Traditionally, Sun has refrained from giving details of its new molecules. But now, it will have to reveal the specifics, since the new company (this will be announced at a later date) plans on listing on the stock market and for investors to be able to price its stock, they'll need to know just what potential winners it has shimmering on its Petri dish. Expect that information to come through in another month or so. For now, all that Sun is willing to reveal is that it has one NCE soon to go into phase two of clinical trials, and two NDDs drugs (that is, novel drug delivery system, which takes an existing drug and makes it more effective in terms of either dosage or drug chemistry) in trials.

Set up with Rs 200 crore in cash and Rs 50 crore in assets (equipment and buildings), the R&D company will have 120 to 140 people to start with and focus on a few specific therapeutic areas. Typically, the company will bring successful molecules past phase two of trials and then license them to another pharma company. In certain cases, it may try to take the drug to market on its own.

It will be at least two years before the R&D company sees its first dollar in revenue. The NCE will spend another 18 months in phase two, after which it will need to find a buyer. As for the two NDDs drugs, which are expected to go into phase two of trials in the US and Europe over the next three months, it will be another four years before they make it to the market-if at all. In effect, what Shangvi seems to be saying with the demerger is that, 'yes, Sun wants to be a drug innovator, but not at the cost of its generics business'.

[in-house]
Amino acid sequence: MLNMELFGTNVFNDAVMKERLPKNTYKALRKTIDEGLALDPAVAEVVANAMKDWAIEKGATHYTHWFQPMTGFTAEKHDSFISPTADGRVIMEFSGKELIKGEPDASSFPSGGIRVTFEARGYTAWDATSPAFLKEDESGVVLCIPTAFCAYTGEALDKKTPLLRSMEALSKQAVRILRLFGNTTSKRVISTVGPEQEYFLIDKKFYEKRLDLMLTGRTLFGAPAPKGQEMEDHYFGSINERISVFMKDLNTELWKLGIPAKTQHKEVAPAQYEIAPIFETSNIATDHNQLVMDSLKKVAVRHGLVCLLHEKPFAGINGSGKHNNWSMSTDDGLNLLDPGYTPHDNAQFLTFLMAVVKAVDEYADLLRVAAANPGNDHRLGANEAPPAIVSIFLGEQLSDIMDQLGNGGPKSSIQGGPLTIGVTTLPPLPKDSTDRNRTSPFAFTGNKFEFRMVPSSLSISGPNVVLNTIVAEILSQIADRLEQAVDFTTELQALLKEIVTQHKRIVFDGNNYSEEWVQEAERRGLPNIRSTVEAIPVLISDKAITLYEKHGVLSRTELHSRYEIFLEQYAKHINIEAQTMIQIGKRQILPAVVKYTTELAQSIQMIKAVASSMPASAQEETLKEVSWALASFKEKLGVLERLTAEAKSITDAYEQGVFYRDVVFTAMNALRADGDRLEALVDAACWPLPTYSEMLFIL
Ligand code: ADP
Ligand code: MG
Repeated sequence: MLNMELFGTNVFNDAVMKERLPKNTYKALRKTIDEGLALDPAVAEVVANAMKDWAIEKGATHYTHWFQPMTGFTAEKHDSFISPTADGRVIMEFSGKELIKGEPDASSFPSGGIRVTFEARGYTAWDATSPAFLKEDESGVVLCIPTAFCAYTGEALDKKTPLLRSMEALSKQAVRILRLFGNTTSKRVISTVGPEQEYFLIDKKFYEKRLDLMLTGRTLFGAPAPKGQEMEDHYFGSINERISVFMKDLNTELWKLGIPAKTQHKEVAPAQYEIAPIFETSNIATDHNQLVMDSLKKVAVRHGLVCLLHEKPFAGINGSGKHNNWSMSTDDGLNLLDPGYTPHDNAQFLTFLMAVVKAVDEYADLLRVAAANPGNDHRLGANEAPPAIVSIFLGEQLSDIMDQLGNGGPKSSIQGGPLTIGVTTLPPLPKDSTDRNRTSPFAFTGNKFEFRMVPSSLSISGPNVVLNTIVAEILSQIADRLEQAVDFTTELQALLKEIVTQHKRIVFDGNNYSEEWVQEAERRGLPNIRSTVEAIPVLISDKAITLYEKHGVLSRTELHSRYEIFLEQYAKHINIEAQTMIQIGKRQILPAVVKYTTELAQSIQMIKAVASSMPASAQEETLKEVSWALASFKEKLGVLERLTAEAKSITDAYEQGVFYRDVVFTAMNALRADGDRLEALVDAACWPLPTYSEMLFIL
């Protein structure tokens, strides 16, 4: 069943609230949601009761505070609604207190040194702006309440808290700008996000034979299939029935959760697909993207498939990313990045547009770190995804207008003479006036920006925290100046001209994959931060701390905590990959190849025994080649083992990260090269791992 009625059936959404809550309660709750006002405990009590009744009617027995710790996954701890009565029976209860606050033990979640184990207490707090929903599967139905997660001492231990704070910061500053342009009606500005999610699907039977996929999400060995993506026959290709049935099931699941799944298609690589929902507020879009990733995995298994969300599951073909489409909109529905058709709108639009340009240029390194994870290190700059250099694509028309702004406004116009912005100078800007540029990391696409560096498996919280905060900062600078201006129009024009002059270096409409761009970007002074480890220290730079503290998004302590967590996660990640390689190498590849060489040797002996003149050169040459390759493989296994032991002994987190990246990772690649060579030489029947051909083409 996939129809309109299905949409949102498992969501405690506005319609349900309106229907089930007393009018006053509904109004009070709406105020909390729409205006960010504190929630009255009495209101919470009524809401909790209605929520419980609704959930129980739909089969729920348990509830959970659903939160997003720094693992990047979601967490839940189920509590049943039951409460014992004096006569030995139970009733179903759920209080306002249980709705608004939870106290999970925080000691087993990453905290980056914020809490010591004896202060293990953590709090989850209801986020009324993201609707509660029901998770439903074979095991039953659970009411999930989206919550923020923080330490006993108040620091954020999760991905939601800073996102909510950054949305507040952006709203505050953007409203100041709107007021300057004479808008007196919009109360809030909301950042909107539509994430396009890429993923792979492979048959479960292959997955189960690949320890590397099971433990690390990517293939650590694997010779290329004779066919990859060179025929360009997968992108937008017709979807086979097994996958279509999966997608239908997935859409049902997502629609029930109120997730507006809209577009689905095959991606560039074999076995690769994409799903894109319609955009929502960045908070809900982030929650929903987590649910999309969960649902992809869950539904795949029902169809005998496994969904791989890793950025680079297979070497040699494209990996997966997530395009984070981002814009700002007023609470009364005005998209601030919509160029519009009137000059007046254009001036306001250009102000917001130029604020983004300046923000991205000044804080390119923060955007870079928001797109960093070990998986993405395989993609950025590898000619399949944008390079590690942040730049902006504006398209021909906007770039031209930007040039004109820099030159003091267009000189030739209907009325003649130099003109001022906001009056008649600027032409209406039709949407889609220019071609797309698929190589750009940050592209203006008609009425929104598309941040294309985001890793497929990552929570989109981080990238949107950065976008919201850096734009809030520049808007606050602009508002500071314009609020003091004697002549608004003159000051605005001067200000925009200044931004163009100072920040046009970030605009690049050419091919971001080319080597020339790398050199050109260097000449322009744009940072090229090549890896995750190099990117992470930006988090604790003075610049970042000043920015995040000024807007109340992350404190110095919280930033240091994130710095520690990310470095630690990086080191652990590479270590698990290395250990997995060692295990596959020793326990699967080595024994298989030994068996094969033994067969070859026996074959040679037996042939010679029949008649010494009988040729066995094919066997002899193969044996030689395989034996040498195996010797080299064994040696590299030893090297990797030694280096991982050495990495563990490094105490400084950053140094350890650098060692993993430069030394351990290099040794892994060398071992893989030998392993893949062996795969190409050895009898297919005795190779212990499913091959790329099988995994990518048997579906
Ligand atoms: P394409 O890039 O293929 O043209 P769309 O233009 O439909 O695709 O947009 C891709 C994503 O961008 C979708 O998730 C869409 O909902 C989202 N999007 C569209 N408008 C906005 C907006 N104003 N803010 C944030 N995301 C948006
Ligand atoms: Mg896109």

Generics All The Way

Compared to innovative research, the R&D (read: reverse engineering) for generic drugs is far cheaper, quicker and less risky. So that part of R&D will continue to be with Sun. At present, formulations (that is, finished drugs) account for 80 per cent of Sun's revenues and bulk drugs, the rest. Although Sun was a late-comer to the international markets, a good 40 per cent of its revenues come from overseas. With its focus clearly set on generics, Sun can now go after the global $50-billion market for generics (The us market accounts for a large chunk of this-about $31 billion). Says a company spokesperson: "Generics and branded generics would continue to be a business of predictable revenue and profit growth, as the model that has worked for us in India is rolled out across markets".